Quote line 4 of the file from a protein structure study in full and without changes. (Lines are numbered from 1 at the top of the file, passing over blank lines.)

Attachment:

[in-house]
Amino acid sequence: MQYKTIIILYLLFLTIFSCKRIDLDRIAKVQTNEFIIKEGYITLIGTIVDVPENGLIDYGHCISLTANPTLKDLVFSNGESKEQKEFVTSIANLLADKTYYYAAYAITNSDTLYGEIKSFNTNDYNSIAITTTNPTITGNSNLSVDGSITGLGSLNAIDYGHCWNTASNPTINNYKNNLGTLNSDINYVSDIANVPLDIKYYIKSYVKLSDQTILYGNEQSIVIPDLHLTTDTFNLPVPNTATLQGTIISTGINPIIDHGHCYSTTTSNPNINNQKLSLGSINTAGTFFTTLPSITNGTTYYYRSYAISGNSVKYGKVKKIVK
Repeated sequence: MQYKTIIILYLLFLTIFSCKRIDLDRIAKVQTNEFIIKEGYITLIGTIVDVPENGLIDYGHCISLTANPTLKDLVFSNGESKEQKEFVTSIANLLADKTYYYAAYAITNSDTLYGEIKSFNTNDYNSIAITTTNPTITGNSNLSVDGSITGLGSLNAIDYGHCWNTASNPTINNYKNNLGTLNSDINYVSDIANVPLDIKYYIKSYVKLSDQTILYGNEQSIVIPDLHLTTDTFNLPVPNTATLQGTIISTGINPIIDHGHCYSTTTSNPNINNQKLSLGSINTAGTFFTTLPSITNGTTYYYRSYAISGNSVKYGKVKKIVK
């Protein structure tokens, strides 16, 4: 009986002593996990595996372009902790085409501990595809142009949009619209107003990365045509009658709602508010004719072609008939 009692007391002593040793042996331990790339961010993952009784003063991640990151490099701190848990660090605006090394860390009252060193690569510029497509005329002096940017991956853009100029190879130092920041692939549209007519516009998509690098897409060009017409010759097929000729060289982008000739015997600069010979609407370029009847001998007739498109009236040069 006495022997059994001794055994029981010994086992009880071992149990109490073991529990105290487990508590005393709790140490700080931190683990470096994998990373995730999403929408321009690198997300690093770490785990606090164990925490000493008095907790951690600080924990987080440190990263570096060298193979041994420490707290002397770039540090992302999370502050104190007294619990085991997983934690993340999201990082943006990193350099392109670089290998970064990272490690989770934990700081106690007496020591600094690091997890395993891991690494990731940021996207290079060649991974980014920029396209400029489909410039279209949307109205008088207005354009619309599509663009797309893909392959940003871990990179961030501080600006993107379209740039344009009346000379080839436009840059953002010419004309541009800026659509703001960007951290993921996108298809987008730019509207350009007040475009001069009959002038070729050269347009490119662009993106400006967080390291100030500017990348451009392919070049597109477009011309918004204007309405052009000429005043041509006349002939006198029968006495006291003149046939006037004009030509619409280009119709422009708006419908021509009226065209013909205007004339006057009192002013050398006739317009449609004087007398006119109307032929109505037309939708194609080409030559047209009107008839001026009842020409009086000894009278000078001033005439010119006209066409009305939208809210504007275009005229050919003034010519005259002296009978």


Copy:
């Protein structure tokens, strides 16, 4: 009986002593996990595996372009902790085409501990595809142009949009619209107003990365045509009658709602508010004719072609008939 009692007391002593040793042996331990790339961010993952009784003063991640990151490099701190848990660090605006090394860390009252060193690569510029497509005329002096940017991956853009100029190879130092920041692939549209007519516009998509690098897409060009017409010759097929000729060289982008000739015997600069010979609407370029009847001998007739498109009236040069 006495022997059994001794055994029981010994086992009880071992149990109490073991529990105290487990508590005393709790140490700080931190683990470096994998990373995730999403929408321009690198997300690093770490785990606090164990925490000493008095907790951690600080924990987080440190990263570096060298193979041994420490707290002397770039540090992302999370502050104190007294619990085991997983934690993340999201990082943006990193350099392109670089290998970064990272490690989770934990700081106690007496020591600094690091997890395993891991690494990731940021996207290079060649991974980014920029396209400029489909410039279209949307109205008088207005354009619309599509663009797309893909392959940003871990990179961030501080600006993107379209740039344009009346000379080839436009840059953002010419004309541009800026659509703001960007951290993921996108298809987008730019509207350009007040475009001069009959002038070729050269347009490119662009993106400006967080390291100030500017990348451009392919070049597109477009011309918004204007309405052009000429005043041509006349002939006198029968006495006291003149046939006037004009030509619409280009119709422009708006419908021509009226065209013909205007004339006057009192002013050398006739317009449609004087007398006119109307032929109505037309939708194609080409030559047209009107008839001026009842020409009086000894009278000078001033005439010119006209066409009305939208809210504007275009005229050919003034010519005259002296009978």